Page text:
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The Informed Parent

Ten Tips For Reading Success

by Carolyn Warnemuende, M.S.
Published on Nov. 05, 2001

One of the first questions parents ask during a primary grade parent conference is “How well is my child reading?” Parents know that reading skills are required for mastering all other academic subjects. Unless a child has adequate reading skills, he will become frustrated and not be a happy or successful student.

Most children can become successful readers, and most can learn to enjoy reading when given skilled instruction and positive reading experiences. While children can learn the skills of reading in school, enhancing those skills and developing the habit of reading for pleasure often takes place at home.

The following ten tips assist parents in becoming successful supporters of the reading habit.

  1. Have books available from the beginning. From the time a child moves from infancy to babyhood, books need to be a part of the home environment. Cloth books and heavy cardboard books with bright pictures and few words capture the youngest child’s attention. As your child grows, add to the home library and don’t dispose of the old books. Children love to rehear old stories. A school age child may retrieve an old picture book and say, “Remember this story? Let’s read it again.”
  2. Read to your child every day. Children of all ages enjoy being read to. Nothing captures one’s attention like a good story read well. Don’t be afraid to read with animation. Change the tenor of your voice. Use accents. Be silly. Let the sound of your voice and your enthusiasm give the message that reading is fun.
  3. Be creative. You don’t need to read every word. When reading to very young children, reading a few words and changing a word here and there doesn’t bother them. They like you to talk about the pictures and ask them to identify objects in the pictures. This begins to include them in the reading process.
  4. Take time. Reading to your child provides a time for enjoying each other. Allow time to talk about the pictures and the story. Young children like guessing what will happen next in a story. Reading without hurry lets children know that reading provides pleasure.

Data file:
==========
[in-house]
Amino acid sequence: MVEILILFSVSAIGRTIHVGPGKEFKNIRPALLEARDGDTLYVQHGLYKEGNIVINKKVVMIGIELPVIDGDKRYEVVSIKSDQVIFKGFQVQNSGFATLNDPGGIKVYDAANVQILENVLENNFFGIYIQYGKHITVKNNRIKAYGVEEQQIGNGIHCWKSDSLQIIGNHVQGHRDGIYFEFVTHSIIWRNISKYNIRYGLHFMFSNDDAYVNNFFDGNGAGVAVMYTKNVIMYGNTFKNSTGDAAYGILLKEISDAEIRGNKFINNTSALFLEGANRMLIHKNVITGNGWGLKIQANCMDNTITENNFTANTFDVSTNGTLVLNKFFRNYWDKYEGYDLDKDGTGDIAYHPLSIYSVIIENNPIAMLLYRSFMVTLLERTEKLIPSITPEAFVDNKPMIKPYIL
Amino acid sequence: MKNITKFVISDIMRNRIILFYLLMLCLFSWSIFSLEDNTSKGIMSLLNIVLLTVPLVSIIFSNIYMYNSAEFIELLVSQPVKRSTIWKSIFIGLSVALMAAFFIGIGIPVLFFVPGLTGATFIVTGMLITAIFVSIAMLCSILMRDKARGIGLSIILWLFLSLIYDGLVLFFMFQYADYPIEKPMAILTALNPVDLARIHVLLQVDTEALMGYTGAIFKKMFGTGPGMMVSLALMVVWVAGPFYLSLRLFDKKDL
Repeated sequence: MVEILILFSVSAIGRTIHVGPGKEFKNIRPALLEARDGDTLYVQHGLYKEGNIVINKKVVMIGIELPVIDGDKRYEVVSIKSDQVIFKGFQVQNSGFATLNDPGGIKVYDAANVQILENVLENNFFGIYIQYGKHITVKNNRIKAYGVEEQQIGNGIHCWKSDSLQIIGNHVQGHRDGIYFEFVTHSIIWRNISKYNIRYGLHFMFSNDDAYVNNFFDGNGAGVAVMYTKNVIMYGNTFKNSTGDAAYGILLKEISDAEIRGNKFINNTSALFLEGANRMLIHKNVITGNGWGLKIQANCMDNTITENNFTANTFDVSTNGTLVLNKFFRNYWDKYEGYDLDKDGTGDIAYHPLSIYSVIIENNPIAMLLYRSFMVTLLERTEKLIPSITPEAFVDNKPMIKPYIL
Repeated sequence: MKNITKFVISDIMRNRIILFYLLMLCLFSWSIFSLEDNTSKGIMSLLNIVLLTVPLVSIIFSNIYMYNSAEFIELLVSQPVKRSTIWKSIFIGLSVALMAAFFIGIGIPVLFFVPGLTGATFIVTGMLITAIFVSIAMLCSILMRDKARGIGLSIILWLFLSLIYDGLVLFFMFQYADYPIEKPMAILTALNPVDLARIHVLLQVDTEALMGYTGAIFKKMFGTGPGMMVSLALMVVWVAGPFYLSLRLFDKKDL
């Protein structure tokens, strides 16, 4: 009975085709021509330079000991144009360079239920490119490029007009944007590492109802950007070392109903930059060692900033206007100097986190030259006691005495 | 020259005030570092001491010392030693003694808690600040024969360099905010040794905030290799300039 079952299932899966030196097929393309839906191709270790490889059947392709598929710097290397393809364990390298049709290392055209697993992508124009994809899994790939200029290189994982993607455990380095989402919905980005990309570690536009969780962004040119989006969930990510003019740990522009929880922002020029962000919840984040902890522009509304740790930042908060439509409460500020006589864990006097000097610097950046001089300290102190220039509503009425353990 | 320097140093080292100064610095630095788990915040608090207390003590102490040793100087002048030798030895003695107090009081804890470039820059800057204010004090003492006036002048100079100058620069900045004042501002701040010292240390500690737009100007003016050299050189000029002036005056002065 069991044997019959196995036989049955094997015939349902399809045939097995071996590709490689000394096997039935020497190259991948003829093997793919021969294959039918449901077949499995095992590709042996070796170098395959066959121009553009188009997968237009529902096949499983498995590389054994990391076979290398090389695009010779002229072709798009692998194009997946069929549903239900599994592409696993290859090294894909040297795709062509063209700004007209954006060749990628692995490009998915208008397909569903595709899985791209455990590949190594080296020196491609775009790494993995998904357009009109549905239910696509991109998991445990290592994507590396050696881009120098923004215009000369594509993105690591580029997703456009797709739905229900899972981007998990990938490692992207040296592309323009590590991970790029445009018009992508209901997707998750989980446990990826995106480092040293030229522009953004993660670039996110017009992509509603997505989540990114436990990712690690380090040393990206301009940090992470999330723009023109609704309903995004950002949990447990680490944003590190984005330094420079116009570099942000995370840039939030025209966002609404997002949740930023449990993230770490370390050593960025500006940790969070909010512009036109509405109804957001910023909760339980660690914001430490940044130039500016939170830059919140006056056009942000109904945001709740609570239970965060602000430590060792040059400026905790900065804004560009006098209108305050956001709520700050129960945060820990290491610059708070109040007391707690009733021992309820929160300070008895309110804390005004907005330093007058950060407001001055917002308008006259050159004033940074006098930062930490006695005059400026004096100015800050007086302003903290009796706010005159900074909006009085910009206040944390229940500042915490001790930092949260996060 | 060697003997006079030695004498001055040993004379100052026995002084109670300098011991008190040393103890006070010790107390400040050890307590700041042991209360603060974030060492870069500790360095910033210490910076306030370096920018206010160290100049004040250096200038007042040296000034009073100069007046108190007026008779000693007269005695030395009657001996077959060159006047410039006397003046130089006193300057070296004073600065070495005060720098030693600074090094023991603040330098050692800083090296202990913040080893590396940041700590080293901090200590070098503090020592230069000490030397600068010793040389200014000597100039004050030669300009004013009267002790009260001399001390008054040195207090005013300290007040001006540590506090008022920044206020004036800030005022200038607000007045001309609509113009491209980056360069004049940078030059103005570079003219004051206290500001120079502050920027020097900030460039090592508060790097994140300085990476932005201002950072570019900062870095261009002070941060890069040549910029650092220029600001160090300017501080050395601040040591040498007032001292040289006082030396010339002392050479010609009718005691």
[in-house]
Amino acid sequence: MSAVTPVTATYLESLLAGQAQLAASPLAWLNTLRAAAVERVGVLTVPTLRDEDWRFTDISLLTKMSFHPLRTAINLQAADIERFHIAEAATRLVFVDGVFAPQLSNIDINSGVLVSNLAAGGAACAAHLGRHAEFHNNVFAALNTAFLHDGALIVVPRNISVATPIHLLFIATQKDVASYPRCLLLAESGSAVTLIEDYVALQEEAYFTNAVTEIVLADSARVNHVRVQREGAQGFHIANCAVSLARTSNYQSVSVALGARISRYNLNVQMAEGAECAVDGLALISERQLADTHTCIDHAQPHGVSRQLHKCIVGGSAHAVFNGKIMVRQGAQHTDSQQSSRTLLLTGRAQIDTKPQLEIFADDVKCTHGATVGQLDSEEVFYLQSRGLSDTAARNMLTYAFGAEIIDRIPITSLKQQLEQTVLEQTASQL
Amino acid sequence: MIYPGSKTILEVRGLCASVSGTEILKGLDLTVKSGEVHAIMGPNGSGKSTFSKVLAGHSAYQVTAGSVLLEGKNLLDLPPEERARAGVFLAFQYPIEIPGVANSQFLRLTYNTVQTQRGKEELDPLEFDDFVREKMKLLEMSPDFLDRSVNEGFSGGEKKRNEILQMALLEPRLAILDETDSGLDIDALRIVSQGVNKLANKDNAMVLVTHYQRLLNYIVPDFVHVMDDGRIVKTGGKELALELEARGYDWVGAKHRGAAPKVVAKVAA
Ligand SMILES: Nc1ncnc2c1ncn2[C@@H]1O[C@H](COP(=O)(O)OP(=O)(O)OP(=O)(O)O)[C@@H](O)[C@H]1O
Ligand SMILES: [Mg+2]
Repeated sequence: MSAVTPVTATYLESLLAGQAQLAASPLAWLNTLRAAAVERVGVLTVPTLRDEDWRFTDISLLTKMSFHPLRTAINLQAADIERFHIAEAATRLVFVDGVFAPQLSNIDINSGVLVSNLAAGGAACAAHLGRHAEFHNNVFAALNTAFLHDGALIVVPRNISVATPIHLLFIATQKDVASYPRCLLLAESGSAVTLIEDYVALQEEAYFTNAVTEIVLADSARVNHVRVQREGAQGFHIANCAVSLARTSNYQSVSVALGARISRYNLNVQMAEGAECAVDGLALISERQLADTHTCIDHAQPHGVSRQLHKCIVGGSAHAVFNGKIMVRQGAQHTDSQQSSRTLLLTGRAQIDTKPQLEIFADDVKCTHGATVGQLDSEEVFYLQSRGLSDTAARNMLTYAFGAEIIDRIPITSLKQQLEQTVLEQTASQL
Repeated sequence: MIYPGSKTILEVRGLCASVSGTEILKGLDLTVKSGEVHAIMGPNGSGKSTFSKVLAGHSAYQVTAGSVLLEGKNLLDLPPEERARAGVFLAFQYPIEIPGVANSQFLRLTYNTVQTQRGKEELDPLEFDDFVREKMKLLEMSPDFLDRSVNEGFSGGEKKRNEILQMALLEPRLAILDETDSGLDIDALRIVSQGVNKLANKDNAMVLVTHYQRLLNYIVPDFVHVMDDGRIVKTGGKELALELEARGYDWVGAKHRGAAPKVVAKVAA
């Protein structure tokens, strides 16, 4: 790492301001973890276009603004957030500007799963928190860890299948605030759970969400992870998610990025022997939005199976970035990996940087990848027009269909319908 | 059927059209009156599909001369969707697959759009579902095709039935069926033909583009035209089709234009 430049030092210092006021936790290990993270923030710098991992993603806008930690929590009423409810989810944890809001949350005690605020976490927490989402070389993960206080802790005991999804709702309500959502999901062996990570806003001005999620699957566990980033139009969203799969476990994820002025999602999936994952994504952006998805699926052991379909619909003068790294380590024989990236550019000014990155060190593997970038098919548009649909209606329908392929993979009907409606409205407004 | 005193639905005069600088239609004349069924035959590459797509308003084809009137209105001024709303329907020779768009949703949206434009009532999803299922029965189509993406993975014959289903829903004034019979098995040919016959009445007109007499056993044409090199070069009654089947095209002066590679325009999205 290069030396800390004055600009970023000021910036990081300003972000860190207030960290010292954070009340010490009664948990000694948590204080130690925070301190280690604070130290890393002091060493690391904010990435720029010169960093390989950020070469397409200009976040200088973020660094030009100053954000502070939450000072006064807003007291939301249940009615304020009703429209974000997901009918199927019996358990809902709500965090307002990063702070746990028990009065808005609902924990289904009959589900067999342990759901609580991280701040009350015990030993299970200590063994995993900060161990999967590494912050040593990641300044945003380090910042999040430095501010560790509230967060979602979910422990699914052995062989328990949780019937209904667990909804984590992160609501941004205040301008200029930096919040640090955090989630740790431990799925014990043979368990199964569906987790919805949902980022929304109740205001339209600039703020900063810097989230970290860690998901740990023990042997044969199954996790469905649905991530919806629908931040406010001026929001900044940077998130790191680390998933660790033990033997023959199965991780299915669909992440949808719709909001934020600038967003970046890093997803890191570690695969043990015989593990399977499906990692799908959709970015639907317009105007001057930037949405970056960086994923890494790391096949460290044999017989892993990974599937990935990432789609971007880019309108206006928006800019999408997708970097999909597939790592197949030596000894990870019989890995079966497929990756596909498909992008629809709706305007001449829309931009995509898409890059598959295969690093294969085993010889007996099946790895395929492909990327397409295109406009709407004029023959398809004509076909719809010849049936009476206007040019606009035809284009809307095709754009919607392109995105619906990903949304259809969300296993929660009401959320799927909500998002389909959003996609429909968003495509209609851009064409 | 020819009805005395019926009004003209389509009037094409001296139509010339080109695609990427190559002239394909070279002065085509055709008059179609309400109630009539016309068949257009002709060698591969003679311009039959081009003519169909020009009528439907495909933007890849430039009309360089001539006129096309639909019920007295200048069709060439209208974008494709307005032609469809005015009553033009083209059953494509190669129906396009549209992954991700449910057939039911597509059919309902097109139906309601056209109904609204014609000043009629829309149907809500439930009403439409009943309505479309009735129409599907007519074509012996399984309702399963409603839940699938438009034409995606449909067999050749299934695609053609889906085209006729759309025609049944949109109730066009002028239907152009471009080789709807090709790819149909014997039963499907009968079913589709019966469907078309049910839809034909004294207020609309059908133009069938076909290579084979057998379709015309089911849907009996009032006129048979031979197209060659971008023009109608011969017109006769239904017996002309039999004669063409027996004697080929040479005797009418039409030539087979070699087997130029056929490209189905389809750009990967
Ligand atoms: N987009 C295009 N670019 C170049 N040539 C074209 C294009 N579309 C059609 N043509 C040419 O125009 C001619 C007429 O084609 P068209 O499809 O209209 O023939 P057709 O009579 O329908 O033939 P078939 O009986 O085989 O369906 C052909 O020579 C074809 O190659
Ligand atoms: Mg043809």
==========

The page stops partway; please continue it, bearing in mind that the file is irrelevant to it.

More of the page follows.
5. Make reading time cozy. Turn off the TV. Turn on the answering machine. Cuddle up on the couch or sit under a tree. Reading is nurturing to the intellect and the emotions. Reading in a soothing environment adds to the enjoyment of both you and your child.
  6. Read cooperatively. School age children enjoy reading along with you. Encourage this by reading the text together. Or alternate reading sentences or paragraphs. Not only is this fun, it gives you the opportunity to see your child’s skills.
  7. Use the public library. Libraries have both fiction and nonfiction children’s books covering almost any topic interesting to young people. The children’s librarian has a wealth of information at her fingertips. She can direct children to books of interest at their reading level. She can assist them in finding answers to almost any question that they have. The summer reading programs available at most libraries encourage children to read because they are fun, prizes are given for reading, and they often include activities that involve socializing with other children.
  8. Let children select their own recreational reading material. During the school year, homework assignments often include reading for a certain number of minutes each evening. Parents sign off on a reading log that indicates the child has fulfilled his reading time. Some teachers request specific kinds of reading for the reading program. Often the teacher’s goal is simply to encourage a child to read for pleasure. If this is the case, letting children select what interests them most provides the best opportunity for developing the habit of recreational reading. Novels, magazine articles, the newspaper, even comic books help children develop the reading habit. Often children want books that are slightly below their reading level for pleasure reading. They can read the books quickly which indicates success to them. Occasionally children choose books that stretch their reading skills. While this challenge excites some, most children loose interest if a book is too difficult.
  9. When children ask questions, don’t always offer an answer. Sometimes say, “Let’s go look that up.” Use encyclopedias, dictionaries, reference books or any other books you may have in your home. If you don’t have books available, it’s a great opportunity to take a trip to the public library. Many children know how to use the Internet to look up answers to their questions. The Internet is an excellent resource; however, the skills required for using books to find information are important and encourage the reading habit.
  10. Be a role model. When children see you enjoying reading, they are more likely to become enthusiastic readers. Even if you read only a few minutes each day, you give children the message that reading is important. Of course, the catch is finding a time to read when the children will see you.

Some children will become successful readers regardless of what you do at home. Others need extra encouragement. The tips offered for reading success can assist you in providing that encouragement and in giving your young readers a greater opportunity for success.

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